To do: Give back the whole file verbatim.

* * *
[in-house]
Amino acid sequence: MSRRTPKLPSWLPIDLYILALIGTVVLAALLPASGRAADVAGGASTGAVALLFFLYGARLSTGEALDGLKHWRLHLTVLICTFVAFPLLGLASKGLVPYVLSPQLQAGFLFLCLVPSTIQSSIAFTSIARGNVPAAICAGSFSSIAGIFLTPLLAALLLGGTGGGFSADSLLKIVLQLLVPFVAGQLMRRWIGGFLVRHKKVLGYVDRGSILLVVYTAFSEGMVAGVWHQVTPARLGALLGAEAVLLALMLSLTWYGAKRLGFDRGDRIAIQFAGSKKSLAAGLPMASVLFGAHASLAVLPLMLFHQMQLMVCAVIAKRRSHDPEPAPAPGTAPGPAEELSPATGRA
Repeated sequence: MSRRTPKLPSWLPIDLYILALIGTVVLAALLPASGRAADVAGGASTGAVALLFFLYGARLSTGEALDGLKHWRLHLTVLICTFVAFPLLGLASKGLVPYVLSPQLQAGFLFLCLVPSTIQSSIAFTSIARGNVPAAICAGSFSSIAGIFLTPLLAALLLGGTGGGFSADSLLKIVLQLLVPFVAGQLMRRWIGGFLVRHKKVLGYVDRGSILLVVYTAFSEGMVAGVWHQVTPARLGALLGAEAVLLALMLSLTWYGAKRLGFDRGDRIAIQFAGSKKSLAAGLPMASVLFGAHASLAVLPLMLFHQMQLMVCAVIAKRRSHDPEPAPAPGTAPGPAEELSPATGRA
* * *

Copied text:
[in-house]
Amino acid sequence: MSRRTPKLPSWLPIDLYILALIGTVVLAALLPASGRAADVAGGASTGAVALLFFLYGARLSTGEALDGLKHWRLHLTVLICTFVAFPLLGLASKGLVPYVLSPQLQAGFLFLCLVPSTIQSSIAFTSIARGNVPAAICAGSFSSIAGIFLTPLLAALLLGGTGGGFSADSLLKIVLQLLVPFVAGQLMRRWIGGFLVRHKKVLGYVDRGSILLVVYTAFSEGMVAGVWHQVTPARLGALLGAEAVLLALMLSLTWYGAKRLGFDRGDRIAIQFAGSKKSLAAGLPMASVLFGAHASLAVLPLMLFHQMQLMVCAVIAKRRSHDPEPAPAPGTAPGPAEELSPATGRA
Repeated sequence: MSRRTPKLPSWLPIDLYILALIGTVVLAALLPASGRAADVAGGASTGAVALLFFLYGARLSTGEALDGLKHWRLHLTVLICTFVAFPLLGLASKGLVPYVLSPQLQAGFLFLCLVPSTIQSSIAFTSIARGNVPAAICAGSFSSIAGIFLTPLLAALLLGGTGGGFSADSLLKIVLQLLVPFVAGQLMRRWIGGFLVRHKKVLGYVDRGSILLVVYTAFSEGMVAGVWHQVTPARLGALLGAEAVLLALMLSLTWYGAKRLGFDRGDRIAIQFAGSKKSLAAGLPMASVLFGAHASLAVLPLMLFHQMQLMVCAVIAKRRSHDPEPAPAPGTAPGPAEELSPATGRA